A recap of the Seahawks’ practice at Bing Training Camp:
Rule One. Coach Pete Carroll has three simple rules: One, always protect the team; two, no whining, no complaining, no excuses; three, be early.
As quarterback Matt Hasselbeck put it while raising his hand after the, well, spirited full-pads practice, “We had some Rule One violators today.”
To put it another way, things got a little too chippie on several occasions as offensive and defensive players had to be separated by teammates.
“The defensive line and O-line were battling it out,” rookie free safety Earl Thomas said. “That’s what we’ve got to have in practice. It felt good. It just gave me chills in my body.”
At one point, Hasselbeck found himself too close for comfort with Kevin Vickerson, a defensive tackle who is listed at 321 pounds but looks – and looms – even bigger.
“I really had nothing to do with that. I was pulling my guy back and a fight broke out,” Hasselbeck said. “Bad place to be. Wrong place, wrong time.”
The timing, however, was just right for Carroll to use the extra-curricular activity as a teaching tool.
“Guys came out with a lot of energy and we took it a little bit over the top and had some opportunity to teach from that,” said Carroll, who emphasized Rule One in his post-practice talk with the players – who had Monday off.
“We expect this football team to practice at a really high pitch, just as we expect them to play at a really high pitch. We have to learn how to manage that and not get over the top and make mistakes and make errors in our judgment. It was a great opportunity to get after them and talk about that today.”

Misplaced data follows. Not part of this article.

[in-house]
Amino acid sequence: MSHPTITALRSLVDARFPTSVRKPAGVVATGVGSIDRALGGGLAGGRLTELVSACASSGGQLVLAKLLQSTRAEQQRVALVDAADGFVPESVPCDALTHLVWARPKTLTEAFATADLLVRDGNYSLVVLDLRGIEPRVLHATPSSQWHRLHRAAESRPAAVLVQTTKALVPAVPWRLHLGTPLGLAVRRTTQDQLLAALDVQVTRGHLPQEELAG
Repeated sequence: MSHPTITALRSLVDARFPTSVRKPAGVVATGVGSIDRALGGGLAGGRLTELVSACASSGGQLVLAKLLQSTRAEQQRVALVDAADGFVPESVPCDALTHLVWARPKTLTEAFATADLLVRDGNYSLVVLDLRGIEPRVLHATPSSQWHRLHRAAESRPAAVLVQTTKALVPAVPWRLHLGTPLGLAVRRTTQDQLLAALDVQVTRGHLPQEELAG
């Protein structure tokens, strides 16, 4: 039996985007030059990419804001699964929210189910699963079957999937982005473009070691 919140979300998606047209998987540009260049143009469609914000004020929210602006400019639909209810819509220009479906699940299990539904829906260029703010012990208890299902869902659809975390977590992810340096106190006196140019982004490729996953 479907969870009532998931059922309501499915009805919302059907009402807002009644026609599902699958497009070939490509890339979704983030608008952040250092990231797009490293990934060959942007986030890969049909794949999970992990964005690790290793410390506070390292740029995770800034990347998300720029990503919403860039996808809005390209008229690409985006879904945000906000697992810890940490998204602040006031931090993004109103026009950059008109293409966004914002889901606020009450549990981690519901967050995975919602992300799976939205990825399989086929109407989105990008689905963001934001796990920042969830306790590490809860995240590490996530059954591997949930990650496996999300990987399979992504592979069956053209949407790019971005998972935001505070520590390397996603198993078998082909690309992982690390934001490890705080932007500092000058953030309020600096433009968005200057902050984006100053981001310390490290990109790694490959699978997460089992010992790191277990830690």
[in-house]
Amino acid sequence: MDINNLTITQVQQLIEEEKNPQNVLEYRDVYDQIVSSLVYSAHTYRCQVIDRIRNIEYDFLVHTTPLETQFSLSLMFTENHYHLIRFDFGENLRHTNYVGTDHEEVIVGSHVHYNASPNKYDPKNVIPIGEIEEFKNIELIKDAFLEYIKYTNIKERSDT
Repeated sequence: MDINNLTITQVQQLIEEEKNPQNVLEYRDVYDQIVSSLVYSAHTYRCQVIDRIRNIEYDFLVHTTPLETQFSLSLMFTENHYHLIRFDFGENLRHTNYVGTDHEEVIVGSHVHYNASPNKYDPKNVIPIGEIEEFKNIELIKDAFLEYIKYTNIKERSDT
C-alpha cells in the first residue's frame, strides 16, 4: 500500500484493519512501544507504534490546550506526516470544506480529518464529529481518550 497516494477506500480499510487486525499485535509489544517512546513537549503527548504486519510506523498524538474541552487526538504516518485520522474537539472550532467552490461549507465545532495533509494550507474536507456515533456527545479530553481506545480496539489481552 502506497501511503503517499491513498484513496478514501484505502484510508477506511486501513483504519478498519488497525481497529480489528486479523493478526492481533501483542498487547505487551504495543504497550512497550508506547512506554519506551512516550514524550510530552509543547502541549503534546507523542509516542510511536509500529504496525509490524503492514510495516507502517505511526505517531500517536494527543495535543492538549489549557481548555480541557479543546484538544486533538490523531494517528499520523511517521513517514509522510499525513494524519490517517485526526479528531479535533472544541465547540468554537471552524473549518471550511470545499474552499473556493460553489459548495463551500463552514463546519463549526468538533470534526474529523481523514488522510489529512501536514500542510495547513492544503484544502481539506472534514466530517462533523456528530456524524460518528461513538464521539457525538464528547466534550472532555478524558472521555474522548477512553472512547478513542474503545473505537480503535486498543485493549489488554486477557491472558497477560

Despite the lecture, Carroll also said, “It’s not OK, but it’s understood that it’s going to happen sometimes. We just have to learn to manage it – make sure that we make good decisions when you do get riled up and other guys make good decisions to keep guys from going too far.
“But I don’t mind one bit walking that fine line.”
His message was received.
“We’ve got to play with great passion and energy and all that stuff, and we’ve got to play tough and physical – you know, blah-blah-blah,” Hasselbeck said. “But you’ve got to play smart and you’ve got to have poise. Taking hits after the whistle just is not what we’re going to be all about. It’s not playing smart football.”
Or following Rule One.
Aaron Curry. Last year’s first-round draft choice returned after sitting out nine practices because of lingering headaches – the result of a collision with running back Justin Forsett in the second practice of camp. The team’s strong-side linebacker was limited to the 7-on-7 drill, but he also was in full pads for the first time since last season.
“He’s a little rusty. He had some problems in his drops today,” Carroll said. “He has not had as much practice time as he needs to really feel comfortable.”
If there has been a plus to Curry missing so much time, it’s that those reps went to Will Herring.
“Will has had a great came and done a bunch of playing at the Sam (strong-side) position,” Carroll said. “He can play first-class football for us there.”
Curry had this to say about Forsett, who weighs 57 pounds less than Curry: “You can just tell by his game play that he’s one of the toughest guys on the field. He has a chip on his shoulder because everybody has said that he’s too small. But he’s going to take a hit; he’s going to give a hit. One man is not going to take him down and he’s willing to stand against anybody. That’s what makes Forsett Forsett.”